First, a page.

The death of a nine-year-old girl with symptoms similar to H5N1 avian flu, has led to fears of an outbreak of the disease although health authorities has said that it would take another day to confirm whether she death was because of the H5N1 virus.
Geowthip Chiangin succumbed to high fever and pneumonia in a district hospital in Lop Buri province, 120km north of Bangkok, after suffering since Sunday.
According to Lop Buri's chief health official Pranor Khamthieng the girl had initially tested negative for the H5N1 virus. However samples have been sent to Bangkok for a more thorough investigation into whether she she had died of bird flu.
Meanwhile, in Chachoengsao province east of Bangkok, two patients, a 17-year-old youth and a 42-year-old woman, have been isolated in a state hospital following suspicion of infection with bird flu. Senior health officials have said that laboratory tests were being conducted to confirm the diagnosis.
Dr Thawat Suntrajarn, director of the Department of Disease Control, has said that following confirmation of earlier tests of human influenza, doctors at Ban Pho Hospital have isolated the two patients in a ward with closed-circuit television cameras, to monitor for bird-flu related symptoms around the clock.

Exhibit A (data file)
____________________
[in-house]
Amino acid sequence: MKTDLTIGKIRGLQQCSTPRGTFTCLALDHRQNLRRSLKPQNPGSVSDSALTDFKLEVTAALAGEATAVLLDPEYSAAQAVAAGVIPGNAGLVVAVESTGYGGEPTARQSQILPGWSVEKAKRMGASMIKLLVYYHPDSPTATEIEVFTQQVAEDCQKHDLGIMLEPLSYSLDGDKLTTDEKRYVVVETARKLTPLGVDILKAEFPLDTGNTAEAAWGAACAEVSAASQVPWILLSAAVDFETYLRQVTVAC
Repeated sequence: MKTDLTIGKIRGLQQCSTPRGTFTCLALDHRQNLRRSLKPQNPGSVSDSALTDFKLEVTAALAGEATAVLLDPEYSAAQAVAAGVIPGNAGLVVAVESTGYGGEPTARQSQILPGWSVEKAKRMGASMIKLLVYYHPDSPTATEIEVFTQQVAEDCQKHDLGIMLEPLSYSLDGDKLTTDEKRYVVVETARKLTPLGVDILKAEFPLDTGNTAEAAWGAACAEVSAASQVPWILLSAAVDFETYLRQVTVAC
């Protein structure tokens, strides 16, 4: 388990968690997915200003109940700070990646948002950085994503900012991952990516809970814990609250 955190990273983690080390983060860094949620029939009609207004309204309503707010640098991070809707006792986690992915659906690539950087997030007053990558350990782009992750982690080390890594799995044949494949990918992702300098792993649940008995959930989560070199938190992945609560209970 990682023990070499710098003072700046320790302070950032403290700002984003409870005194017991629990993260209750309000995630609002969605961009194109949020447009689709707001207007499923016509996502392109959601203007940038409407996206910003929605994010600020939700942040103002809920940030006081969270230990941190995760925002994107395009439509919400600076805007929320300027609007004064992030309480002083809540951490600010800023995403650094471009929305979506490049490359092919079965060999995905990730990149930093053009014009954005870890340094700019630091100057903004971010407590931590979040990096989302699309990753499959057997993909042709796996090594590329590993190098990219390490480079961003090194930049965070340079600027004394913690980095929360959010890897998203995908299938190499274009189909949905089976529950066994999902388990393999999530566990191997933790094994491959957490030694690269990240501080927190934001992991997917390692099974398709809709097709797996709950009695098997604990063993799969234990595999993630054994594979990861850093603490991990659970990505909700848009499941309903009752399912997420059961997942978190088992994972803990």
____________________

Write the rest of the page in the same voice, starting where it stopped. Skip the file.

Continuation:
Dr Thawat said, ''Because they are having a human influenza, further tests are need to confirm what type of the human flu virus they have and whether they also have bird flu.''
Dr Thawat said the young man had touched ducks as both he and the woman worked in a duck slaughterhouse in Chachoengsao province.
According to a local livestock official although the province has raised some five million chickens in farm no bird flu outbreak has been reported in local poultry.
Dr Kasiwat Sripradit, the hospital director said that the two patients were admitted with high fever and a bad cough and that doctors and clinical technicians had not found any evidence of infection in their lungs, such as the pneunomia-like symptoms suffered by bird flu patients. He added that their temperatures have gradually reduced.
Dr. Kasiwat said, ''We have only 70 tablets of Tamiflu in our drug stockpile. A suspected bird flu patient needs two tablets a day for five consecutive days. If we run out we still could get more supply within an hour from nearby hospitals.''
He assured that Ban Pho Hospital has set up special teams of doctors and medical staff to deal with suspicious cases of bird flu and a drill is planned for September to test their readiness.
On July 26 Thai health authorities confirmed the death of a 17-year-old male in the northern province of Phichit, from avian influenza, making him the kingdom's 15th human victim to the pandemic.
Since late 2003 Thailand has been fighting the bird flu pandemic, when it was was first detected among the country's commercial chicken farms, once a thriving export business.
Local officials said some 300,000 commercially-farmed chickens were culled last Sunday in an attempt to contain the outbreak in the country's northeastern border province of Nakhon Phanom.